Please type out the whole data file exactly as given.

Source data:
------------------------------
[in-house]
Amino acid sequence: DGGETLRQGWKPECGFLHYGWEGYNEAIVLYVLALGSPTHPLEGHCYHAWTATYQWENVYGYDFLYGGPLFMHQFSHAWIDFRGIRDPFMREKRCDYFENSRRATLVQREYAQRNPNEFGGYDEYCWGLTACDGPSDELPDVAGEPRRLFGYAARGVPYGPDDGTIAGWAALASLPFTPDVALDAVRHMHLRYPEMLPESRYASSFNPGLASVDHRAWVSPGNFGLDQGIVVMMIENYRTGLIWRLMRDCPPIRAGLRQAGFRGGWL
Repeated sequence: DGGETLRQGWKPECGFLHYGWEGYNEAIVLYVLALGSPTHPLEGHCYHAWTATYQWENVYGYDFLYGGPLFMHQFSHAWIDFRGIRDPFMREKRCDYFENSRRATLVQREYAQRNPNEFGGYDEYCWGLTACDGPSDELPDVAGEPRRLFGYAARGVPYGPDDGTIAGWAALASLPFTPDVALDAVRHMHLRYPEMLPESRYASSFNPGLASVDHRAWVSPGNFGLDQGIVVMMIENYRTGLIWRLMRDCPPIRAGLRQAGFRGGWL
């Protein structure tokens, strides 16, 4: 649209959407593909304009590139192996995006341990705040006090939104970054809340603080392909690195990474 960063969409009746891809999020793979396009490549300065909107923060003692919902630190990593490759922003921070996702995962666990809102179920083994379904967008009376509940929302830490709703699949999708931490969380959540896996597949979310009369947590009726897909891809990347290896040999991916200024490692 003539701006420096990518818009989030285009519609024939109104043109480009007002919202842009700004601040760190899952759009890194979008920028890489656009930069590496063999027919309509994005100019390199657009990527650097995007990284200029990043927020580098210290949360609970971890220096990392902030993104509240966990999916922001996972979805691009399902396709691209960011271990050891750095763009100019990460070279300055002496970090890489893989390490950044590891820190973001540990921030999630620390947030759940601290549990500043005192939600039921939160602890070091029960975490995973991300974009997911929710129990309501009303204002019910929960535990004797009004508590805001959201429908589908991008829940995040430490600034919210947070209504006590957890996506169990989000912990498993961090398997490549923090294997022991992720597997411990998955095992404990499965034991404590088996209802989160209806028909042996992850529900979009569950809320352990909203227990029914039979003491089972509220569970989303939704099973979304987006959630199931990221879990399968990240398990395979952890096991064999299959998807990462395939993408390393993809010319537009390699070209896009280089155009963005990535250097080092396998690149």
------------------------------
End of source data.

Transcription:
[in-house]
Amino acid sequence: DGGETLRQGWKPECGFLHYGWEGYNEAIVLYVLALGSPTHPLEGHCYHAWTATYQWENVYGYDFLYGGPLFMHQFSHAWIDFRGIRDPFMREKRCDYFENSRRATLVQREYAQRNPNEFGGYDEYCWGLTACDGPSDELPDVAGEPRRLFGYAARGVPYGPDDGTIAGWAALASLPFTPDVALDAVRHMHLRYPEMLPESRYASSFNPGLASVDHRAWVSPGNFGLDQGIVVMMIENYRTGLIWRLMRDCPPIRAGLRQAGFRGGWL
Repeated sequence: DGGETLRQGWKPECGFLHYGWEGYNEAIVLYVLALGSPTHPLEGHCYHAWTATYQWENVYGYDFLYGGPLFMHQFSHAWIDFRGIRDPFMREKRCDYFENSRRATLVQREYAQRNPNEFGGYDEYCWGLTACDGPSDELPDVAGEPRRLFGYAARGVPYGPDDGTIAGWAALASLPFTPDVALDAVRHMHLRYPEMLPESRYASSFNPGLASVDHRAWVSPGNFGLDQGIVVMMIENYRTGLIWRLMRDCPPIRAGLRQAGFRGGWL
């Protein structure tokens, strides 16, 4: 649209959407593909304009590139192996995006341990705040006090939104970054809340603080392909690195990474 960063969409009746891809999020793979396009490549300065909107923060003692919902630190990593490759922003921070996702995962666990809102179920083994379904967008009376509940929302830490709703699949999708931490969380959540896996597949979310009369947590009726897909891809990347290896040999991916200024490692 003539701006420096990518818009989030285009519609024939109104043109480009007002919202842009700004601040760190899952759009890194979008920028890489656009930069590496063999027919309509994005100019390199657009990527650097995007990284200029990043927020580098210290949360609970971890220096990392902030993104509240966990999916922001996972979805691009399902396709691209960011271990050891750095763009100019990460070279300055002496970090890489893989390490950044590891820190973001540990921030999630620390947030759940601290549990500043005192939600039921939160602890070091029960975490995973991300974009997911929710129990309501009303204002019910929960535990004797009004508590805001959201429908589908991008829940995040430490600034919210947070209504006590957890996506169990989000912990498993961090398997490549923090294997022991992720597997411990998955095992404990499965034991404590088996209802989160209806028909042996992850529900979009569950809320352990909203227990029914039979003491089972509220569970989303939704099973979304987006959630199931990221879990399968990240398990395979952890096991064999299959998807990462395939993408390393993809010319537009390699070209896009280089155009963005990535250097080092396998690149």